Apple effectively does this today. They started requiring you to submit LLVM IR alongside your compiled application a little while back, which allows them to recompile/re-optimise the binary whenever they release a device with a new chip/architecture (or even just develop new IR optimisation passes). No need to run the compilation on the client if the app store backend can run it once for each model of client hardware...
  7. swiftcoder

    I can lock my own threads

    I seem to remember this being (at least somewhat) intentional. @khawk may have turned that on for GDNet+?
  8. swiftcoder

    How to avoid bugs

    Bug mitigation is mostly about using the right tools, and developing sufficient discipline. Strongly-typed programming languages help, unit testing, contract-based programming, fuzz testing... lots of techniques available depending on your exact needs. But before you worry about any of that, you need to learn how to program. Don't put cart before the horse.
  9. swiftcoder

    Big Data

    Please don't cross-post the same thing to multiple forums. Feel free to continue the discussion on your other copy of this topic.
  10. swiftcoder

    Why Are There Fewer Sci-Fi RPGs Than Fantasy Ones?

    Could sci-fi possibly have any more rules than DnD? Jeminsin has an entertaining rant on the topic. But seriously, high fantasy is just very familiar to Western audiences, which makes it a very safe bet for Western publishers. By contrast, very little high fantasy comes out of Japan (or goes in, for that matter).
  11. swiftcoder

    Why Are There Fewer Sci-Fi RPGs Than Fantasy Ones?

    Note that the accepted definition of "hard scifi" deals almost exclusively with scientific accuracy, which I don't think is quite what you are going for here. Ok, yeah, there are definitely more high fantasy Western CRPGs than sci-fi. I think that's sort of a historical side-effect of everyone in that space perpetually cloning variations on Dungeons and Dragons / Tolkien.
  12. swiftcoder

    Why Are There Fewer Sci-Fi RPGs Than Fantasy Ones?

    I'm not sure this is actually the case. There are a *lot* of sci-fi RPGs out there, but I think your next point is important. Sci-fi covers a lot of ground. RPG also covers a lot of ground. You are arbitrarily cutting out a pretty big chunk of both with this qualification, and I'm wondering what else is being excluded subconsciously? The are plenty of AAA titles that pretty clearly qualify for the title "sci-fi RPG": the Bioware games (KOTOR, Mass Effect), Borderlands, XCOM, Deus X, Destiny, and so on. But there are a lot that are more subjective. Would we count Bioshock? What about Eve online? Beyond Good and Evil? Spore? Dead Space? Transistor? Final Fantasy? All of the above have the RPG elements, all of them have a sci-fi theme. But I'm not sure they'd all land on a list of "sci-fi RPGs"...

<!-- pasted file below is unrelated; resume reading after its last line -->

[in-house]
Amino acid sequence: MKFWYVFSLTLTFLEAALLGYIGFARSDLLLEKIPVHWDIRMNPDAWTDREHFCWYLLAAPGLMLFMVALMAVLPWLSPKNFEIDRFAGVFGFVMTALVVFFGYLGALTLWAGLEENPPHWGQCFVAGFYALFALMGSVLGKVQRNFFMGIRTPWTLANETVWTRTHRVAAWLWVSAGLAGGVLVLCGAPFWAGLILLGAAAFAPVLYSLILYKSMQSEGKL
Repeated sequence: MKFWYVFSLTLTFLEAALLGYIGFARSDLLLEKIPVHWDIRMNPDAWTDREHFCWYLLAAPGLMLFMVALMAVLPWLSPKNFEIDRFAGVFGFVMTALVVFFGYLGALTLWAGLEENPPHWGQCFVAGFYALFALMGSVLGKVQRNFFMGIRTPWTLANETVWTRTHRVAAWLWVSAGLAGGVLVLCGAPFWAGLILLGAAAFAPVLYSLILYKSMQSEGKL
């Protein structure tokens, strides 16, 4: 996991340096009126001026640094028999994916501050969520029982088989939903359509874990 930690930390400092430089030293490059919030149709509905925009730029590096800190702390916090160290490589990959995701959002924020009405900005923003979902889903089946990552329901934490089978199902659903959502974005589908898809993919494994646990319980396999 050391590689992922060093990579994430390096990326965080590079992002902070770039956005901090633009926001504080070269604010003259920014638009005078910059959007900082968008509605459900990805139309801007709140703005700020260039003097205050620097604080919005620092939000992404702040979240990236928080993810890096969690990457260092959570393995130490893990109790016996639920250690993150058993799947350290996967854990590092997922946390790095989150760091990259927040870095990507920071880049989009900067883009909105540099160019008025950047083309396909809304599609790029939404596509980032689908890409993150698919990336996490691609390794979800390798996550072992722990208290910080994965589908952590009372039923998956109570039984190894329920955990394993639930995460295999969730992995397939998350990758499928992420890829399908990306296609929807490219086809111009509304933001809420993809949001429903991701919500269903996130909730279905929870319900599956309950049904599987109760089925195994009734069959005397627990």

13. The game mechanics aren't entirely clear after watching the trailer, but that's to be expected for an RPG of some complexity. I am curious whether this will appeal to folks outside of the hardcore RPG audience - most dungeon crawlers I play these days are action RPGs, with significantly less complexity visible on the surface.
  14. swiftcoder

    Dynamic or Static Environment

    That's an interesting question. World of Warcraft's Cataclysm expansion is probably the poster-child for this sort of thing, seeing as they re-modeled the terrain of significant portions of both main continents, merged/split several zones, and even moved some racial starting areas to entirely different zones. I don't know that it makes any real difference in the long run. Because the content in an MMO of such age has grown massively, they've also sped up leveling to the point that no one is actually experiencing the full starting zones as they would have earlier in the games development - you can level in a couple of days through content that would have taken weeks or even months at launch.
  15. swiftcoder

    UDP Confusion c++ sockets

    Are you stopping writing as soon as the return value of write() is either less than the size you requested, or -1 with errno set to EAGAIN / EWOULDBLOCK?